Adaptations of existing central water supply and wastewater disposal systems to demographic, climatic and socioeconomic changes require a profound knowledge about changing influencing factors. The paper presents a scenario management approach for the identification of future developments of drivers influencing water infrastructures. This method is designed within a research project with the objective of developing an innovative software-based optimisation and decision support system for long-term transformations of existing infrastructures of water supply, wastewater and energy in rural areas. Drivers of water infrastructures comprise engineering and spatial factors and these are predicted by different methods and techniques. The calculated developments of the drivers are illustrated for a model municipality. The developed scenario-manager enables the generation of comprehensive scenarios by combining different drivers. The scenarios are integrated into the optimisation model as input parameters. Furthermore, the result of the optimisation process – an optimal transformation strategy for water infrastructures – can have impacts on the existing fee system. General adaptation possibilities of the present fee system are presented.

INTRODUCTION

In the INIS joint research project ‘SinOptiKom – Cross-sectoral optimisation of transformation processes in municipal infrastructures in rural areas', funded by the German Federal Ministry of Education and Research, a software-based decision support and optimisation model for long-term transformations of urban water infrastructures is developed. The overall structure of the optimisation system consists of a pre-processing tool with a database and a scenario-manager, a mathematical optimisation model and an interpretation tool for the visualisation of results. The optimisation model determines adaptation strategies for existing water supply and wastewater systems, based on the implemented objective functions and shows their implementation over a specific period of time (Baron et al. 2015). The model is tested in two rural municipalities in the southwest of Germany.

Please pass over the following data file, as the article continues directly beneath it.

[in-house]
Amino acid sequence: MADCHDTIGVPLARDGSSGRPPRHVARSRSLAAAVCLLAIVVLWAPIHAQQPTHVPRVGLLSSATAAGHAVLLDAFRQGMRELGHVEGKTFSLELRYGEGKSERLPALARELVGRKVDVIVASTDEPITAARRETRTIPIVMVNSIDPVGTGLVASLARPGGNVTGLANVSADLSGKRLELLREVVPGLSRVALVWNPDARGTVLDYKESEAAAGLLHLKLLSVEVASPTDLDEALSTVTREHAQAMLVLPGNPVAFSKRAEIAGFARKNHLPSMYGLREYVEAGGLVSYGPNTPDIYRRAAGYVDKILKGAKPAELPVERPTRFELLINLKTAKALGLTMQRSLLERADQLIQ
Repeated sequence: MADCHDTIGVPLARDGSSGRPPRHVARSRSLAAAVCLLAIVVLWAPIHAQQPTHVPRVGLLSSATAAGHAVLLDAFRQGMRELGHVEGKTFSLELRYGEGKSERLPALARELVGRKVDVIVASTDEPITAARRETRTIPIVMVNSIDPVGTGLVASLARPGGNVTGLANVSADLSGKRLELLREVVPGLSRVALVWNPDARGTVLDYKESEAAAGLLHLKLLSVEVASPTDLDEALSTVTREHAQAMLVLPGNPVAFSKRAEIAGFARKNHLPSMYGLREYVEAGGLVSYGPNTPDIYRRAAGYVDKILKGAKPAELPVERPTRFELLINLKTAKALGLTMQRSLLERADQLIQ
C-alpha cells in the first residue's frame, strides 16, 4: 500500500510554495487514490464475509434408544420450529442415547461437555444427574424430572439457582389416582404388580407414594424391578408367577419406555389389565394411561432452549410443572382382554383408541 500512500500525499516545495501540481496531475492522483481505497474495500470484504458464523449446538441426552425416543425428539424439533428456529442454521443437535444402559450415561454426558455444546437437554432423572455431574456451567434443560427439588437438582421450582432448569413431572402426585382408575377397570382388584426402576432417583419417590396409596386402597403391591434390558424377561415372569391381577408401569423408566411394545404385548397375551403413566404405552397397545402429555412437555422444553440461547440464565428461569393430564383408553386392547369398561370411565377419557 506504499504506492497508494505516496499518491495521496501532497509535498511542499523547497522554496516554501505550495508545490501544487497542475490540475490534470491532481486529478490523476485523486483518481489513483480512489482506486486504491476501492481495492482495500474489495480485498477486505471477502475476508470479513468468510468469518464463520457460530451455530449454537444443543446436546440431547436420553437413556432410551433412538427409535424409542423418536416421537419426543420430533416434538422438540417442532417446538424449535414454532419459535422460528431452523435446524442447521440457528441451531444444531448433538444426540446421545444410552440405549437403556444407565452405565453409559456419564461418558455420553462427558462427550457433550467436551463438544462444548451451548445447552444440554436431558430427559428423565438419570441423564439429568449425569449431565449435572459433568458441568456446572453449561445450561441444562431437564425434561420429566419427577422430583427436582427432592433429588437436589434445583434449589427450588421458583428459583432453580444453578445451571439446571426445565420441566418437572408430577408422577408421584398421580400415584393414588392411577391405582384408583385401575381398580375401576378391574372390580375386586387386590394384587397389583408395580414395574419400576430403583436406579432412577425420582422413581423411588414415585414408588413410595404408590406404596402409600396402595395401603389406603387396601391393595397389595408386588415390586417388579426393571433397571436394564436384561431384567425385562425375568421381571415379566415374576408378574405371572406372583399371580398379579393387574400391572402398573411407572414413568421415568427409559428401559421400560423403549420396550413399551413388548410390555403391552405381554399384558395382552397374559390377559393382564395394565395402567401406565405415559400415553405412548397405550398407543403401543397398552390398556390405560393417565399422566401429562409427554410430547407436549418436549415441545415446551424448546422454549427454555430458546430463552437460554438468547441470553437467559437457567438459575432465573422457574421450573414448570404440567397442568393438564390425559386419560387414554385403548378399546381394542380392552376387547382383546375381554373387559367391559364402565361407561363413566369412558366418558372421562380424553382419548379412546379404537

Special attention has to be paid to the increasing uncertainty of future constraints and impact factors (Pearson et al. 2010; Stojanović et al. 2014). A realistic prognosis for different dynamic drivers including their interdependencies has to be examined to produce representative solutions within the model. Scenarios are required to generate quantitative dynamic input and evaluation data for the period of investigation. A characteristic of future water systems are the long capital commitments of central water infrastructures for time periods of 50 to 80 years and challenges like demographic, climate and socioeconomic developments. The development of consistent scenarios requires the cooperation of water management and town planning.

Different scenario management techniques are effectively applied in the business world and the scenario approach is increasingly used in the context of spatial planning (Andrienko et al. 2003; Krawczyk & Ratcliffe 2006; Myers & Kitsuse 2009; Stojanović et al. 2014) and the development of future urban water infrastructures (Lienert et al. 2006; Nowack & Günther 2009). One approach is the generation of future scenarios with the engagement of stakeholders (e.g. Truffer et al. 2010; Lienert et al. 2014). A multi-stage procedure with stakeholder interviews results in the definition of mostly three to four scenarios. This approach supports infrastructural planning processes but the selection of stakeholders is very crucial even with a systematic approach. Stakeholders have a subjective point of view about current conditions and a likely future. In general the development of three or four scenarios or storylines is highly dependent on the quality of assumptions and projections (Urich & Rauch 2014). In other projects only a limited number of drivers are included in scenarios, for example a combination of population growth and spatial development scenarios (e.g. Mikovits et al. 2014). For policy examples complex approaches based on participatory, computer-assisted approaches using algorithms are explored (e.g. Bryant & Lempert 2010).

This paper presents the development of a scenario management approach for the generation of scenarios by combining different drivers. It is designed for the integration of a large range of important drivers of future water infrastructures with the aim of generating an optimised transformation strategy of urban water systems. Since several different factors influence transformation strategies simulations with only three to four scenarios cannot take all important developments of each driver into account. Simulations with more scenarios are important for generating robust transformation strategies and exploring the underlying uncertainties. Stakeholders are involved in the identification of drivers of water infrastructures. The user of the model, an expert, then arranges the drivers to scenarios. In the project several rural municipalities are considered and therefore the transferability of the method is important.

In this paper, methods for the prediction of each identified driver are described and for some drivers their development in the context of a model municipality is illustrated. The terms scenario, driver and influencing factor are subject matter. In this paper a scenario is defined as a consistent combination of prognoses of different drivers. The development of each driver is affected by divers influencing factors.

IDENTIFYING DRIVERS OF WATER INFRASTRUCTURES